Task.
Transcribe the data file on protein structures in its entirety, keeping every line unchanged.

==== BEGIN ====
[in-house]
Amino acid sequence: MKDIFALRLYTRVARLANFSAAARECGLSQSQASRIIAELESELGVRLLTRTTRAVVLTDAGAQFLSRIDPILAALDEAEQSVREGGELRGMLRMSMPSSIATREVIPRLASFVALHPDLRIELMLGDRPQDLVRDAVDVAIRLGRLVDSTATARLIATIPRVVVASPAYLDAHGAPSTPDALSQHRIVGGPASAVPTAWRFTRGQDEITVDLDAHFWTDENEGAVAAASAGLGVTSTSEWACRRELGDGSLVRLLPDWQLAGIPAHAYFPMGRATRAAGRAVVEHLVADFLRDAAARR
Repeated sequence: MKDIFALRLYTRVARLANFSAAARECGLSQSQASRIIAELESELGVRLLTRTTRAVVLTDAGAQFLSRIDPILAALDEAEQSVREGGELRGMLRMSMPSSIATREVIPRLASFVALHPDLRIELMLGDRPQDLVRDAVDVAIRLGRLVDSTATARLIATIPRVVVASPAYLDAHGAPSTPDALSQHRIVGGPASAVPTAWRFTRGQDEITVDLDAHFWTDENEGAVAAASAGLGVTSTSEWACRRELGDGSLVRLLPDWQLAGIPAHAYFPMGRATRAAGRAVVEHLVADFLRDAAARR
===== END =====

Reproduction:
[in-house]
Amino acid sequence: MKDIFALRLYTRVARLANFSAAARECGLSQSQASRIIAELESELGVRLLTRTTRAVVLTDAGAQFLSRIDPILAALDEAEQSVREGGELRGMLRMSMPSSIATREVIPRLASFVALHPDLRIELMLGDRPQDLVRDAVDVAIRLGRLVDSTATARLIATIPRVVVASPAYLDAHGAPSTPDALSQHRIVGGPASAVPTAWRFTRGQDEITVDLDAHFWTDENEGAVAAASAGLGVTSTSEWACRRELGDGSLVRLLPDWQLAGIPAHAYFPMGRATRAAGRAVVEHLVADFLRDAAARR
Repeated sequence: MKDIFALRLYTRVARLANFSAAARECGLSQSQASRIIAELESELGVRLLTRTTRAVVLTDAGAQFLSRIDPILAALDEAEQSVREGGELRGMLRMSMPSSIATREVIPRLASFVALHPDLRIELMLGDRPQDLVRDAVDVAIRLGRLVDSTATARLIATIPRVVVASPAYLDAHGAPSTPDALSQHRIVGGPASAVPTAWRFTRGQDEITVDLDAHFWTDENEGAVAAASAGLGVTSTSEWACRRELGDGSLVRLLPDWQLAGIPAHAYFPMGRATRAAGRAVVEHLVADFLRDAAARR